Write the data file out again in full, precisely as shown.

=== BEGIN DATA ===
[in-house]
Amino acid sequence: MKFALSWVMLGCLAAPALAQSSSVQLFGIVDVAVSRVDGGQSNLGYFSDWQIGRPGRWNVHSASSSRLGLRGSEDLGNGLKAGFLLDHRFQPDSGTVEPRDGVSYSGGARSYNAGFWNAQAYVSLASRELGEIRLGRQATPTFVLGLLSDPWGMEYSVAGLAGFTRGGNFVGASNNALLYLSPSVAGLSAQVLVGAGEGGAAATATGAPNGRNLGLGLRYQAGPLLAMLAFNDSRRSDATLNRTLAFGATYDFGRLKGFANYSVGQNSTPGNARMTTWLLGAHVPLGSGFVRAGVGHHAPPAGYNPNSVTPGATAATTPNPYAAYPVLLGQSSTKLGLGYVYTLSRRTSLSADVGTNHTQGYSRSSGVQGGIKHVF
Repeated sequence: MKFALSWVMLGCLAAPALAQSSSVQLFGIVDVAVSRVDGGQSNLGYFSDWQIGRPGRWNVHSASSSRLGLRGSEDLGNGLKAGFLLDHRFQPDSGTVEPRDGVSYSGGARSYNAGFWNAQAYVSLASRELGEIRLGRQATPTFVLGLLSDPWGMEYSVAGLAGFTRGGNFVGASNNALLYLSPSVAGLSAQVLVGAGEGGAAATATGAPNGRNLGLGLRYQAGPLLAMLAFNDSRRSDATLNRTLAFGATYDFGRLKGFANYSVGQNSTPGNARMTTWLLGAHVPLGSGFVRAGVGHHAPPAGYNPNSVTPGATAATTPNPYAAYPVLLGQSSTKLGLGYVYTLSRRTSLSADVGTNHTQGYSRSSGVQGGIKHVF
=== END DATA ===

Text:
[in-house]
Amino acid sequence: MKFALSWVMLGCLAAPALAQSSSVQLFGIVDVAVSRVDGGQSNLGYFSDWQIGRPGRWNVHSASSSRLGLRGSEDLGNGLKAGFLLDHRFQPDSGTVEPRDGVSYSGGARSYNAGFWNAQAYVSLASRELGEIRLGRQATPTFVLGLLSDPWGMEYSVAGLAGFTRGGNFVGASNNALLYLSPSVAGLSAQVLVGAGEGGAAATATGAPNGRNLGLGLRYQAGPLLAMLAFNDSRRSDATLNRTLAFGATYDFGRLKGFANYSVGQNSTPGNARMTTWLLGAHVPLGSGFVRAGVGHHAPPAGYNPNSVTPGATAATTPNPYAAYPVLLGQSSTKLGLGYVYTLSRRTSLSADVGTNHTQGYSRSSGVQGGIKHVF
Repeated sequence: MKFALSWVMLGCLAAPALAQSSSVQLFGIVDVAVSRVDGGQSNLGYFSDWQIGRPGRWNVHSASSSRLGLRGSEDLGNGLKAGFLLDHRFQPDSGTVEPRDGVSYSGGARSYNAGFWNAQAYVSLASRELGEIRLGRQATPTFVLGLLSDPWGMEYSVAGLAGFTRGGNFVGASNNALLYLSPSVAGLSAQVLVGAGEGGAAATATGAPNGRNLGLGLRYQAGPLLAMLAFNDSRRSDATLNRTLAFGATYDFGRLKGFANYSVGQNSTPGNARMTTWLLGAHVPLGSGFVRAGVGHHAPPAGYNPNSVTPGATAATTPNPYAAYPVLLGQSSTKLGLGYVYTLSRRTSLSADVGTNHTQGYSRSSGVQGGIKHVF